(seen at the afternoon performance on 30th October 2021)
To get the apologies out of the way first: the monkey has never knowingly seen Cush Jumbo in anything she has done on stage or screen. Second, it snorted a little at Greg Hersov’s programme article stating that he didn’t know whether any of the three texts he studied was the one the Bard intended. Well, we don’t know if any of it was, really.
As it turns out, Mr Hersov has done a superb job of piecing together what he wants to use. As texts into acting scripts go, this is one of the best. A lovely contemporary feel with a few nice insertions of language and music.
Problem is, he does insist rather on splitting the play decisively into scenes, matching the informative synopsis in the programme. For the monkey, the best productions of “Hamlet” flow as if they are poured by a director, rather than laid brick by brick. This one didn’t do that so well as the script might well allow. Partly the monkey ascribes it to decisions to finish most scenes with a blackout, partly that the standard of verse speaking was quite wide. Some scenes played with naturalistic dialogue rhythm, others with full regard to iambic pentameter.
Anna Fleischle provides another marvellous set, the feel of both the Globe’s thrust stage yet the intimacy of a proscenium. Irritatingly, it is populated by far fewer actors than is usual in a “Hamlet” cast, and the result is something approaching a small-scale touring event rather than a major fringe revival.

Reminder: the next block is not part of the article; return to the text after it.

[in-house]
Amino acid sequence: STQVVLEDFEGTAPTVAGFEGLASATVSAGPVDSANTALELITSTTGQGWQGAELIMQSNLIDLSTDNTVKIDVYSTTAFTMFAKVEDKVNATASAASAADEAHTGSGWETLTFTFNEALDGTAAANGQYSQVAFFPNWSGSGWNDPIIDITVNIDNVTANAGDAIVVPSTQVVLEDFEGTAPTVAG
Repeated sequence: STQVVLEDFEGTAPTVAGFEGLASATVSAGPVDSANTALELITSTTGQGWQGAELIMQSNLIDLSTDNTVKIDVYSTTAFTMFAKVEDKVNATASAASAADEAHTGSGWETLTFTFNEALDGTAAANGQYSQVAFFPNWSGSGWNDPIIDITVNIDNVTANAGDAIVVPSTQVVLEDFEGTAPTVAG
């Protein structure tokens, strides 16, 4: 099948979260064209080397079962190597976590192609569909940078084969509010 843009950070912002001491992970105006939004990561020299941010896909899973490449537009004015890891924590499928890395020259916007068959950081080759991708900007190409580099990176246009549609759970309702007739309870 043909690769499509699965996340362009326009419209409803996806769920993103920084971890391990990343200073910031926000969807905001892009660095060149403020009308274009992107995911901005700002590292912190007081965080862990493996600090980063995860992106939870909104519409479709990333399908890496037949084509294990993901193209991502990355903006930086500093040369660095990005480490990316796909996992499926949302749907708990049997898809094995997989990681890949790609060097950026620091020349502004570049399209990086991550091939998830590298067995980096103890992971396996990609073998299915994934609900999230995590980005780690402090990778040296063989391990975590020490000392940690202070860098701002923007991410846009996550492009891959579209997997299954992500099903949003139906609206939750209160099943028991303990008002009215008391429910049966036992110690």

There are some notable performances. The Polonius family – Joseph Marcell (Polonius), Jonathan Ajayi (Laertes),
Norah Lopez Holden (Ophelia) are a delight, Holden’s sniggering at Marcell’s advice to Ajayi a highlight, the gold card a neat touch.
Adrian Dunbar (Claudius) and Tara Fitzgerald (Gertrude) are a toned-down royal pair, he is oddly detached, slightly hipster. She is overshadowed, taking her place in the ranks of royal power when she can - mainly when he isn’t looking.
A word too for Leo Wringer (Gravedigger), reggae loving comic,
and also double-act Raz Skylar and Jona Borja as a knockabout selfie-stealing Rosencrantz and Guildenstern.
On to Cush Jumbo. One cool actor, seemingly taking the title role in her stride. More disturbed adolescent than on a journey of discovery, thought has gone into her big speeches. At other times there is a tendency to react rather than seize an initiative. This is a passive boychild blown by the winds of fate, little hint of a grand scheme yet somehow able to manipulate events even so.
A solid enough production, but somehow not quite strong enough to avoid noting that the benches need re-padding if we have to sit on them for almost 2 hours before getting a break. Which sums it up, really.
Photo credit: Helen Murray. Used by kind permission of the Young Vic Theatre.